The Analyst (Monrovia)

9 October 2006

Liberia: UNEP Launches Book On Liberia's Environment

In an effort to educate and create awareness on environmental issues, the United Nations Environment Program UNEP has formally launched a book on the environmental climate of Liberia.

The UNEP's Book titled: "Environmental Considerations For Human Displacement in Liberia," was officially launched over the weekend at the Monrovia City Hall.

The book which contains 139 pages, highlights environmental issues including camp management cycle from site identification to closure and rehabilitation, the return and reintegration process, sector-related considerations, tools and approaches for improved environmental planning and management.

Believed to be the first environmental book published in Liberia, it also takes into account other key concepts including domestic energy, water and sanitation, waste management livestock, protecting vegetation cover despite high population density, forest landscape restoration, potential source of conflict during the resettlement process, agriculture, income generation activities, among others.

In a statement, UNEP-Liberia Program Manager, Dr. Kay H. Farmer, indicated that the book was produced following series of technical training workshops with stakeholders, based on the background of the 14-year-plus civil war that led to the huge displacement of citizens, with several thousand taking refuge in other countries.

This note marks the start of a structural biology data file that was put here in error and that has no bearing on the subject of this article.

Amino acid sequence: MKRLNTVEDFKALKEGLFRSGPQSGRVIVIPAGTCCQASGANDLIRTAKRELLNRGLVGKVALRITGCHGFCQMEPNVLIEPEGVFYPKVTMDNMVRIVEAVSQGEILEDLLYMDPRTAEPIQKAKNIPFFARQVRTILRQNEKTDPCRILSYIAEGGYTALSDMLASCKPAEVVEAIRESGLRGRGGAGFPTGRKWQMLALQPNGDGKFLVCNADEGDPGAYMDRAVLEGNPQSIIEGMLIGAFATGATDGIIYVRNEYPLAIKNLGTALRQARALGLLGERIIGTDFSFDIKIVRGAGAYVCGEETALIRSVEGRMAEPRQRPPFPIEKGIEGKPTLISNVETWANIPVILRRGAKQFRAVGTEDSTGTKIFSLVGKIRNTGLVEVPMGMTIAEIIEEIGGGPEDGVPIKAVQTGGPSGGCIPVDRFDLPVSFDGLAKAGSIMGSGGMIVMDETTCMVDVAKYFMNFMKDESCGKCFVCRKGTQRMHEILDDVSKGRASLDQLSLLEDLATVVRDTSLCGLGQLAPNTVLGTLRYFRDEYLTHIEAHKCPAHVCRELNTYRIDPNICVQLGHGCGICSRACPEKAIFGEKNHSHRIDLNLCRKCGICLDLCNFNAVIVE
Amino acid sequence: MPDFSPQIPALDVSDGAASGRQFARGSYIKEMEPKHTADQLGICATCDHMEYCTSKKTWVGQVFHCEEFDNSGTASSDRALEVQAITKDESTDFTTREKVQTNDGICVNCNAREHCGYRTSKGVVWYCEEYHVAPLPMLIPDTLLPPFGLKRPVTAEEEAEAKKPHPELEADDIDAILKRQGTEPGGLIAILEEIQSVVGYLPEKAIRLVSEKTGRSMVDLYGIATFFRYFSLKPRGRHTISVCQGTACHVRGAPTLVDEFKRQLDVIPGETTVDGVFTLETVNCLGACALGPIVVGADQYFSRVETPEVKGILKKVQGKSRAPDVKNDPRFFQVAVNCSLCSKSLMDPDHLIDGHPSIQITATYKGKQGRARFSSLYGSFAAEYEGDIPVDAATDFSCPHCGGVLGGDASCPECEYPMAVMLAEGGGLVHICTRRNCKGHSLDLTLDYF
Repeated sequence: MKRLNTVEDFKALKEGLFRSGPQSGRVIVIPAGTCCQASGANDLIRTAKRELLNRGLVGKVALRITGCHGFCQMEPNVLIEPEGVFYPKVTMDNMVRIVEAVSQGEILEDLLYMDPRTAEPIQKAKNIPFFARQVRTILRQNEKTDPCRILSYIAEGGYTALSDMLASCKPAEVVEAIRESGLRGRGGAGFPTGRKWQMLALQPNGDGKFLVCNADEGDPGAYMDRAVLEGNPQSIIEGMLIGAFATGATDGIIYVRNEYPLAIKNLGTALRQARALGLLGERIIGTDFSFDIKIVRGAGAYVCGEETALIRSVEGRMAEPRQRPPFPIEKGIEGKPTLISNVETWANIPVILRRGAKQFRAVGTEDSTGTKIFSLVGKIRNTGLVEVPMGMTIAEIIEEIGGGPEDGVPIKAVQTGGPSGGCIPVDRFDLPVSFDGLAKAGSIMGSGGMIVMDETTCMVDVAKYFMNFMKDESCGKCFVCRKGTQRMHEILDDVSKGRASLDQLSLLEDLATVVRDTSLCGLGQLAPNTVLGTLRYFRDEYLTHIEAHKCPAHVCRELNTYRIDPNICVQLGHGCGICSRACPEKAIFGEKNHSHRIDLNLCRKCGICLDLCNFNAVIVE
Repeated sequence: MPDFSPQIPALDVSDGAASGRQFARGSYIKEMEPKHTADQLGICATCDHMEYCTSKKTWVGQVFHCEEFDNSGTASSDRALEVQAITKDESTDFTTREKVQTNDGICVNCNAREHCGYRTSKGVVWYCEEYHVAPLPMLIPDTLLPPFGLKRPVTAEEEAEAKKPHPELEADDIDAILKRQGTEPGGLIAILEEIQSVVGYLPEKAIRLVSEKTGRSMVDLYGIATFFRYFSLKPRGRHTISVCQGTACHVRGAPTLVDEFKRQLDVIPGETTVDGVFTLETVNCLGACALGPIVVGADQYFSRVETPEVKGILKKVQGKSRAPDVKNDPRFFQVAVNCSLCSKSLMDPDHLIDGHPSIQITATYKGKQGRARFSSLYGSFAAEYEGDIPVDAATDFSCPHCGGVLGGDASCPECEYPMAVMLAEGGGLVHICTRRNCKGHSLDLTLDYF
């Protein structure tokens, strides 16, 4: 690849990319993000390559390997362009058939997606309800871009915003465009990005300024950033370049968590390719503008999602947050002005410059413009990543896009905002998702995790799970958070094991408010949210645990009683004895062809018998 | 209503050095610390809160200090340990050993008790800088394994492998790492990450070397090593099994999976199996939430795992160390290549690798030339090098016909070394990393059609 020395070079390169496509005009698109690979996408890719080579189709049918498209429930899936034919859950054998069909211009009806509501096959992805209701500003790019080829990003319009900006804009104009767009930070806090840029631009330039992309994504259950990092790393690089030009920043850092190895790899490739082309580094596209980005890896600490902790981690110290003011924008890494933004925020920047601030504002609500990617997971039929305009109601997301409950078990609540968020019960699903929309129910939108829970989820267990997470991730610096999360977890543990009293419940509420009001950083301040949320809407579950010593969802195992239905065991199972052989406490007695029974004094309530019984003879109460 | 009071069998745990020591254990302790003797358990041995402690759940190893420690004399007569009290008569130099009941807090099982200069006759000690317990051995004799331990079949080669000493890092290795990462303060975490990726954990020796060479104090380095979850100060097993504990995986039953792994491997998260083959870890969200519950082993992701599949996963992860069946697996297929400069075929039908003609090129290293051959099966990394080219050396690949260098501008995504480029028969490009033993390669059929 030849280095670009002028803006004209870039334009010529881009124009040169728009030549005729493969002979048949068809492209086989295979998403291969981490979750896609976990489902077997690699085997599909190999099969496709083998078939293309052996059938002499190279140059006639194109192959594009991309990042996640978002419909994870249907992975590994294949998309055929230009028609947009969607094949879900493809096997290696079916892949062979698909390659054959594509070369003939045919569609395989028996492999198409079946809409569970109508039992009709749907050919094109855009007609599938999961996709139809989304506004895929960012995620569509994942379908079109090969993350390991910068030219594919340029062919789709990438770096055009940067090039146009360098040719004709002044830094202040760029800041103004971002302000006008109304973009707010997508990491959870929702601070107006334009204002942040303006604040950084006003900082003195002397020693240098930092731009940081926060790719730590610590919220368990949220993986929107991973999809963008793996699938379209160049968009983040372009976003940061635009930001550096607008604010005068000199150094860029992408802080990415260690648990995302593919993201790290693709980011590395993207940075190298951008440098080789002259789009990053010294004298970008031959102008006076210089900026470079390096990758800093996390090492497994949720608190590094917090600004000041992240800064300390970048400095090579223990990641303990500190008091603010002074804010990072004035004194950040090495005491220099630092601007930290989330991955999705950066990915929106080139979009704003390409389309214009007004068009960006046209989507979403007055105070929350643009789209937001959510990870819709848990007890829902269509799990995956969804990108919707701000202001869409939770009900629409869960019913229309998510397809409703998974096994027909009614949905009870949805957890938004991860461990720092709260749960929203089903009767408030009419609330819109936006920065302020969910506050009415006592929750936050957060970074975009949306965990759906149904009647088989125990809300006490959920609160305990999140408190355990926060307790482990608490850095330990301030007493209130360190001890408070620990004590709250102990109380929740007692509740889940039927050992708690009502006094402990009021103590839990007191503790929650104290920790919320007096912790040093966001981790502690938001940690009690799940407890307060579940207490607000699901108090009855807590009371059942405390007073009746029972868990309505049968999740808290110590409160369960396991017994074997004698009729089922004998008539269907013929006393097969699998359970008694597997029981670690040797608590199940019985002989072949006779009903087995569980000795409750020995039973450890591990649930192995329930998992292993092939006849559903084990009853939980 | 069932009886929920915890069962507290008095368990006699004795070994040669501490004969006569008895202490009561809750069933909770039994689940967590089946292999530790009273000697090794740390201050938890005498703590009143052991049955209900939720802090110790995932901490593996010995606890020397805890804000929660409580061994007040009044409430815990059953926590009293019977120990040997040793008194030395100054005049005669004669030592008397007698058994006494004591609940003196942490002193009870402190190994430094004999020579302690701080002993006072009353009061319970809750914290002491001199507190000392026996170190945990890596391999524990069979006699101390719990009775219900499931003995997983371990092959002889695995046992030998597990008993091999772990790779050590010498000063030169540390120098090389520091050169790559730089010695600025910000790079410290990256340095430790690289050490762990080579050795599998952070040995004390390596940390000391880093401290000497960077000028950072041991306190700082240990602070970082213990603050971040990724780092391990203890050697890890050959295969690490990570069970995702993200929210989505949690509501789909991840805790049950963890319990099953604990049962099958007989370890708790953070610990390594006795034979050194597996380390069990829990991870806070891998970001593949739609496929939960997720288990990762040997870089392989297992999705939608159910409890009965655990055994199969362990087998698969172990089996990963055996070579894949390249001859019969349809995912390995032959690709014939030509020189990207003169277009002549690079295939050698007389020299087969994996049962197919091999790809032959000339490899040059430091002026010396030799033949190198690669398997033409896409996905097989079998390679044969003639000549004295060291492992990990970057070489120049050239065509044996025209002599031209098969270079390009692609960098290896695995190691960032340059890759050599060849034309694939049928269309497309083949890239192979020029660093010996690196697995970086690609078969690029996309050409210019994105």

Dr. Farmer also indicated that due to the huge displacement of the Liberian population, there was a need for an environmental consideration and approach among internally displaced persons (IDPs) at every displaced camp in the country.

Serving as keynote speaker during the occasion was the Executive Director of the Environmental Protection Agency (EPA), Mr. Ben T. Donnie, who hailed UNEP's initiative and called on universities, especially the University of Liberia (UL), to take advantage of the book by making including it in its curriculum.

The EPA Executive Director further pointed out that because of the issues affecting the Liberia environmental sector, there was a need for the rigid enforcement of the environmental policy and that those found violating the laws should be thoroughly dealt with in consonance with laws of the land.

For his part, the Chief of UNEP Post Conflict Branch, Mr. Henrik Slotte, stressed that the UNEP environmental publication on Liberia was important and that it would be used internationally, initially listing Sierra Leone and Sudan as suitable environmental countries for the approach.

The book, according to UNEP National Program Officer Moses Massah, would be distributed to the 15 political sub-divisions for research purposes on the Liberia's environmental conditions.

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